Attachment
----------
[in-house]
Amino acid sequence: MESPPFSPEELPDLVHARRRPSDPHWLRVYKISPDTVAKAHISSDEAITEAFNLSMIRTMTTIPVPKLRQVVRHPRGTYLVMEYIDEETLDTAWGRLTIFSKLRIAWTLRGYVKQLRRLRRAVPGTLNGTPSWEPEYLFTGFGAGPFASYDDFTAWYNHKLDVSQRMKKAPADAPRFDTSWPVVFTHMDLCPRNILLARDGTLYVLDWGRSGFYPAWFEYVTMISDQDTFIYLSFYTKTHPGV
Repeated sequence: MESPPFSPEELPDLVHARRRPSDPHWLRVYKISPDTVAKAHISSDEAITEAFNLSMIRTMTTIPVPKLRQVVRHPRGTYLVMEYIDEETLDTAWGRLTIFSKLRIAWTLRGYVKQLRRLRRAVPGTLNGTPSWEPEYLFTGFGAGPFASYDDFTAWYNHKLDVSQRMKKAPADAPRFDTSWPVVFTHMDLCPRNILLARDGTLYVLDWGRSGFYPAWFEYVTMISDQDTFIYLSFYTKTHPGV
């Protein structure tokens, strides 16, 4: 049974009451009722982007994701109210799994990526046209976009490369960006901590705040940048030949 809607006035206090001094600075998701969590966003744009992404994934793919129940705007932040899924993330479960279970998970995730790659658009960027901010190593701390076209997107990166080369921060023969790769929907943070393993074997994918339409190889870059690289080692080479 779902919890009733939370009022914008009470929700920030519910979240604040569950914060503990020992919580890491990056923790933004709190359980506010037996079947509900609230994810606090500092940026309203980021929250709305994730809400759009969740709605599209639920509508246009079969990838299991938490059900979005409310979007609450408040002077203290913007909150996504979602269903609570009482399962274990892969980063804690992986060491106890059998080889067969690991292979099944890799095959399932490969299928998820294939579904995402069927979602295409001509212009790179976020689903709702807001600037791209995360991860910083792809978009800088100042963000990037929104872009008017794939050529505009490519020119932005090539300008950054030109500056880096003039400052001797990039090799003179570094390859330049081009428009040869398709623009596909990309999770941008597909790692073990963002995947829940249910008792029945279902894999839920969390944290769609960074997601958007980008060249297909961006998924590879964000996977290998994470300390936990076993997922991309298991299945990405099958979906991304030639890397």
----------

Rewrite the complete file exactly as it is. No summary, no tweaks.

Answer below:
[in-house]
Amino acid sequence: MESPPFSPEELPDLVHARRRPSDPHWLRVYKISPDTVAKAHISSDEAITEAFNLSMIRTMTTIPVPKLRQVVRHPRGTYLVMEYIDEETLDTAWGRLTIFSKLRIAWTLRGYVKQLRRLRRAVPGTLNGTPSWEPEYLFTGFGAGPFASYDDFTAWYNHKLDVSQRMKKAPADAPRFDTSWPVVFTHMDLCPRNILLARDGTLYVLDWGRSGFYPAWFEYVTMISDQDTFIYLSFYTKTHPGV
Repeated sequence: MESPPFSPEELPDLVHARRRPSDPHWLRVYKISPDTVAKAHISSDEAITEAFNLSMIRTMTTIPVPKLRQVVRHPRGTYLVMEYIDEETLDTAWGRLTIFSKLRIAWTLRGYVKQLRRLRRAVPGTLNGTPSWEPEYLFTGFGAGPFASYDDFTAWYNHKLDVSQRMKKAPADAPRFDTSWPVVFTHMDLCPRNILLARDGTLYVLDWGRSGFYPAWFEYVTMISDQDTFIYLSFYTKTHPGV
């Protein structure tokens, strides 16, 4: 049974009451009722982007994701109210799994990526046209976009490369960006901590705040940048030949 809607006035206090001094600075998701969590966003744009992404994934793919129940705007932040899924993330479960279970998970995730790659658009960027901010190593701390076209997107990166080369921060023969790769929907943070393993074997994918339409190889870059690289080692080479 779902919890009733939370009022914008009470929700920030519910979240604040569950914060503990020992919580890491990056923790933004709190359980506010037996079947509900609230994810606090500092940026309203980021929250709305994730809400759009969740709605599209639920509508246009079969990838299991938490059900979005409310979007609450408040002077203290913007909150996504979602269903609570009482399962274990892969980063804690992986060491106890059998080889067969690991292979099944890799095959399932490969299928998820294939579904995402069927979602295409001509212009790179976020689903709702807001600037791209995360991860910083792809978009800088100042963000990037929104872009008017794939050529505009490519020119932005090539300008950054030109500056880096003039400052001797990039090799003179570094390859330049081009428009040869398709623009596909990309999770941008597909790692073990963002995947829940249910008792029945279902894999839920969390944290769609960074997601958007980008060249297909961006998924590879964000996977290998994470300390936990076993997922991309298991299945990405099958979906991304030639890397």